4. I don't have time or money to pursue all of my interests. But I have never been discouraged from trying something new. When I wanted to be a ballerina, my parents encouraged me to practice hard. When I wanted to be a cowgirl, they encouraged me to learn how to ride. When I wanted to be a poet, they gave me endless feedback on my work. When I finally landed on being an Artist, they encouraged my progress and help me find ways to make money with my talents.
  5. My sister sometimes takes my stuff without asking. But she always supports me, loves me, thinks I'm cool, asks my advice, and is my best friend.
  6. My laptop occasionally malfunctions. But I have a laptop, and my dad and my friends always know how to fix it.
  7. I can't always buy new clothes when I want to. But I'm blessed with a gift for bargain shopping and the ability to alter clothes to look awesome, different, and unique.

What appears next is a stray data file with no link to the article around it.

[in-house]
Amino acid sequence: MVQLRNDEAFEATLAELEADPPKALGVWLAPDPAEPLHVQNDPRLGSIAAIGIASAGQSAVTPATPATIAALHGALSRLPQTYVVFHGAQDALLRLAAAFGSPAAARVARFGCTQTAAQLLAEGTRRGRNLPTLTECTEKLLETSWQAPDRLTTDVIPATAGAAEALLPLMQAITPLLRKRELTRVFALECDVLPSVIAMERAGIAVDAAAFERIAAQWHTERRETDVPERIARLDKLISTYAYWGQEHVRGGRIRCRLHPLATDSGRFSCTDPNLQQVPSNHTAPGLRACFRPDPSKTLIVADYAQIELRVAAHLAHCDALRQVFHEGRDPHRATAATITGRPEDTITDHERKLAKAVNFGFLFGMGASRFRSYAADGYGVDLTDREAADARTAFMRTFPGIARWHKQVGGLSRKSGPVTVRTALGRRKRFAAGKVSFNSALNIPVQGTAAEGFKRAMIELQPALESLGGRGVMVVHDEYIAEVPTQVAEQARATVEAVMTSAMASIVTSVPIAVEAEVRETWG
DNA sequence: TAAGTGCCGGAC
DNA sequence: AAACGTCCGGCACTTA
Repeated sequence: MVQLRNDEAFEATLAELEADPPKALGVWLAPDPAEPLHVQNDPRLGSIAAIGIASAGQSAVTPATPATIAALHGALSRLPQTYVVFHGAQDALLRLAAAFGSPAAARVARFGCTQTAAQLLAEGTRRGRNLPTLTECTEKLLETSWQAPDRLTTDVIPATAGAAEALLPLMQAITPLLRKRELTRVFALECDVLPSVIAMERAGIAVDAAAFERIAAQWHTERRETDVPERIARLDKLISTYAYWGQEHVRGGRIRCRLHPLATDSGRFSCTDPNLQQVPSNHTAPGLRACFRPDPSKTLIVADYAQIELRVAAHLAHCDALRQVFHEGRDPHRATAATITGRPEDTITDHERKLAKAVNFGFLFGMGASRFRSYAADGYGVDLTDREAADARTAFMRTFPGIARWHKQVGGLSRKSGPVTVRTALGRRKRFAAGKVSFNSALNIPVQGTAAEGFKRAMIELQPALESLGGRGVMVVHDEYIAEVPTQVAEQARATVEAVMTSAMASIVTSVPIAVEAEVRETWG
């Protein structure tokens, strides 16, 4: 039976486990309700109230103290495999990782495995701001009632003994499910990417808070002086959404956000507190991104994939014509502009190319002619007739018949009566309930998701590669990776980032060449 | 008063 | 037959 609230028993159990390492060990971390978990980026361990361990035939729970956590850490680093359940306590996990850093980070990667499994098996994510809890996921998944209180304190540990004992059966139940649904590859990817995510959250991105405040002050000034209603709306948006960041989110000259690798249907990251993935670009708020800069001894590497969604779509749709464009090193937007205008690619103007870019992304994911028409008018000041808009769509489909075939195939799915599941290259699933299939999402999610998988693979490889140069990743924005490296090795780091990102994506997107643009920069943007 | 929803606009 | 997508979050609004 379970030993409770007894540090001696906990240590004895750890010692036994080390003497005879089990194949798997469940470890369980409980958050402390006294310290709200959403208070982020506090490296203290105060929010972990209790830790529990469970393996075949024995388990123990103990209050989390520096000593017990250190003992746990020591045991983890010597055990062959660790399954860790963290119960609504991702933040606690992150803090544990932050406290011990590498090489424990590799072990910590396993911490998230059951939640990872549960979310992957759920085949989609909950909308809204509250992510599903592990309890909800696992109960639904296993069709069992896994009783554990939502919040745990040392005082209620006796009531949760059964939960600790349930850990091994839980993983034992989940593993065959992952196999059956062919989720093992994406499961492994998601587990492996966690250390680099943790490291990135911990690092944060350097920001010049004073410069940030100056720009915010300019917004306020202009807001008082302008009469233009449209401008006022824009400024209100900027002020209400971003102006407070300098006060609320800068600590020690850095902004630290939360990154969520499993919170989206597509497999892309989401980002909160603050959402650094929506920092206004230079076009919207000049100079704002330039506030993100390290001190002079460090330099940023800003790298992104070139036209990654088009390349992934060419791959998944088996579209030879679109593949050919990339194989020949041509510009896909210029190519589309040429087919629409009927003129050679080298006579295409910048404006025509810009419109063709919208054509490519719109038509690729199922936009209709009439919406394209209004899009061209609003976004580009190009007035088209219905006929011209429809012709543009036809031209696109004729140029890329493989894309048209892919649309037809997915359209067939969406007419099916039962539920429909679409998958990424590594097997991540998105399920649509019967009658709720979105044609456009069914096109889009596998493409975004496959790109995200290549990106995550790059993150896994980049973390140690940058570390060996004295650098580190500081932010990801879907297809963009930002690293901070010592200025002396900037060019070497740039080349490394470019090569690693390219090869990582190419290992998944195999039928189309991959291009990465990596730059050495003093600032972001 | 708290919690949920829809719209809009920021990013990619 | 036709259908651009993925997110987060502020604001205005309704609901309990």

Wednesday, February 8, 2012

Five things for your dorm room that you'll use more than you expected.

Surprise! Bonus post today!
  1. Baby wipes. Possible uses include: Removing makeup, cleaning sticky hands in a hurry, wiping up spills, cleaning up art supplies, quick fix for spills on clothes and shoes.
  2. Coffee maker. Sure, you expected to use this, but did you think it would be to cook ramen noodles, re-heat mac and cheese, melt butter for rice krispies, or heat water for a hot water bottle?
  3. First aid kit. It makes you feel like a goober to even have one, but your mom made you take it. But then you scrape your knee falling on the stairs: band-aid. You have a wicked migraine: Tylenol. You sprain your wrist: Ace bandage.